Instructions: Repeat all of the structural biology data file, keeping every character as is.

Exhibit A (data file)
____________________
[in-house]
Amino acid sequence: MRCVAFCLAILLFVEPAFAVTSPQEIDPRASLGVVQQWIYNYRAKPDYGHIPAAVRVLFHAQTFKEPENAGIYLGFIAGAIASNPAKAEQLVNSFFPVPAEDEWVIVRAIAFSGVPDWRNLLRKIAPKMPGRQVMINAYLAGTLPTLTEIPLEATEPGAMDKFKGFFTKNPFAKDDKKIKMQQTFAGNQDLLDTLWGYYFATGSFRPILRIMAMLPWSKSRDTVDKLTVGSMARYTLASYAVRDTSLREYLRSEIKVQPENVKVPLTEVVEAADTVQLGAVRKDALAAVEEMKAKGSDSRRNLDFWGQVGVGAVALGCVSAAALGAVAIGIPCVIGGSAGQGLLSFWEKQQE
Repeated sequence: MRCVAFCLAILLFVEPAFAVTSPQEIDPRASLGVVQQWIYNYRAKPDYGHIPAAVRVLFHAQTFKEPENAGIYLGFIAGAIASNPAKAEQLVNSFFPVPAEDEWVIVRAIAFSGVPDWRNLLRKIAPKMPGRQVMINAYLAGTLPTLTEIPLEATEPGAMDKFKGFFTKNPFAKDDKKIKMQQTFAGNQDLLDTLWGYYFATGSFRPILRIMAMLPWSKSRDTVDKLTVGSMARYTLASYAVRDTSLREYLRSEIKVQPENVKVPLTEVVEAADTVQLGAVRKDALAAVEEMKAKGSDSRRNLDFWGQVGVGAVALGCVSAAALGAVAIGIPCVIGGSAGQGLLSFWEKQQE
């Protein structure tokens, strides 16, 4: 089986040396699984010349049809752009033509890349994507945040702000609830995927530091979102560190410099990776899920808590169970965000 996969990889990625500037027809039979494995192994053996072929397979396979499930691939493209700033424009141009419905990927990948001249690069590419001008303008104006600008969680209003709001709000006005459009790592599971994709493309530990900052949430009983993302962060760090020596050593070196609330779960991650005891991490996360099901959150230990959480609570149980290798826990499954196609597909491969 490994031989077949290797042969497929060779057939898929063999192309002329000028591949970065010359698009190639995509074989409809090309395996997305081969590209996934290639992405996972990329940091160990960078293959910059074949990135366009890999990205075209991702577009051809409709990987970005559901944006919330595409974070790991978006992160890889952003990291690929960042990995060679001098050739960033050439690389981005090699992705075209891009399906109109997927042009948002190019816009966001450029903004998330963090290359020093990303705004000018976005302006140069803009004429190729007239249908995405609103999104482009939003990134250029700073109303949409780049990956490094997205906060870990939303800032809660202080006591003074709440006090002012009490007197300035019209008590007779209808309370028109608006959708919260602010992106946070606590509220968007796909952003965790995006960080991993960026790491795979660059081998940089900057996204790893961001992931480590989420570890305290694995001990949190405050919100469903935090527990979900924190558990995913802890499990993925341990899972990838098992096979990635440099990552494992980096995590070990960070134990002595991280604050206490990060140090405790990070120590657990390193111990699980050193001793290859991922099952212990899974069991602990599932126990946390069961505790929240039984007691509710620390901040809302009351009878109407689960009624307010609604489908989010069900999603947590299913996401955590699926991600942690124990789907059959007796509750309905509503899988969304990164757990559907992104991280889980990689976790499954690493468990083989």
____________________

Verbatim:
[in-house]
Amino acid sequence: MRCVAFCLAILLFVEPAFAVTSPQEIDPRASLGVVQQWIYNYRAKPDYGHIPAAVRVLFHAQTFKEPENAGIYLGFIAGAIASNPAKAEQLVNSFFPVPAEDEWVIVRAIAFSGVPDWRNLLRKIAPKMPGRQVMINAYLAGTLPTLTEIPLEATEPGAMDKFKGFFTKNPFAKDDKKIKMQQTFAGNQDLLDTLWGYYFATGSFRPILRIMAMLPWSKSRDTVDKLTVGSMARYTLASYAVRDTSLREYLRSEIKVQPENVKVPLTEVVEAADTVQLGAVRKDALAAVEEMKAKGSDSRRNLDFWGQVGVGAVALGCVSAAALGAVAIGIPCVIGGSAGQGLLSFWEKQQE
Repeated sequence: MRCVAFCLAILLFVEPAFAVTSPQEIDPRASLGVVQQWIYNYRAKPDYGHIPAAVRVLFHAQTFKEPENAGIYLGFIAGAIASNPAKAEQLVNSFFPVPAEDEWVIVRAIAFSGVPDWRNLLRKIAPKMPGRQVMINAYLAGTLPTLTEIPLEATEPGAMDKFKGFFTKNPFAKDDKKIKMQQTFAGNQDLLDTLWGYYFATGSFRPILRIMAMLPWSKSRDTVDKLTVGSMARYTLASYAVRDTSLREYLRSEIKVQPENVKVPLTEVVEAADTVQLGAVRKDALAAVEEMKAKGSDSRRNLDFWGQVGVGAVALGCVSAAALGAVAIGIPCVIGGSAGQGLLSFWEKQQE
């Protein structure tokens, strides 16, 4: 089986040396699984010349049809752009033509890349994507945040702000609830995927530091979102560190410099990776899920808590169970965000 996969990889990625500037027809039979494995192994053996072929397979396979499930691939493209700033424009141009419905990927990948001249690069590419001008303008104006600008969680209003709001709000006005459009790592599971994709493309530990900052949430009983993302962060760090020596050593070196609330779960991650005891991490996360099901959150230990959480609570149980290798826990499954196609597909491969 490994031989077949290797042969497929060779057939898929063999192309002329000028591949970065010359698009190639995509074989409809090309395996997305081969590209996934290639992405996972990329940091160990960078293959910059074949990135366009890999990205075209991702577009051809409709990987970005559901944006919330595409974070790991978006992160890889952003990291690929960042990995060679001098050739960033050439690389981005090699992705075209891009399906109109997927042009948002190019816009966001450029903004998330963090290359020093990303705004000018976005302006140069803009004429190729007239249908995405609103999104482009939003990134250029700073109303949409780049990956490094997205906060870990939303800032809660202080006591003074709440006090002012009490007197300035019209008590007779209808309370028109608006959708919260602010992106946070606590509220968007796909952003965790995006960080991993960026790491795979660059081998940089900057996204790893961001992931480590989420570890305290694995001990949190405050919100469903935090527990979900924190558990995913802890499990993925341990899972990838098992096979990635440099990552494992980096995590070990960070134990002595991280604050206490990060140090405790990070120590657990390193111990699980050193001793290859991922099952212990899974069991602990599932126990946390069961505790929240039984007691509710620390901040809302009351009878109407689960009624307010609604489908989010069900999603947590299913996401955590699926991600942690124990789907059959007796509750309905509503899988969304990164757990559907992104991280889980990689976790499954690493468990083989």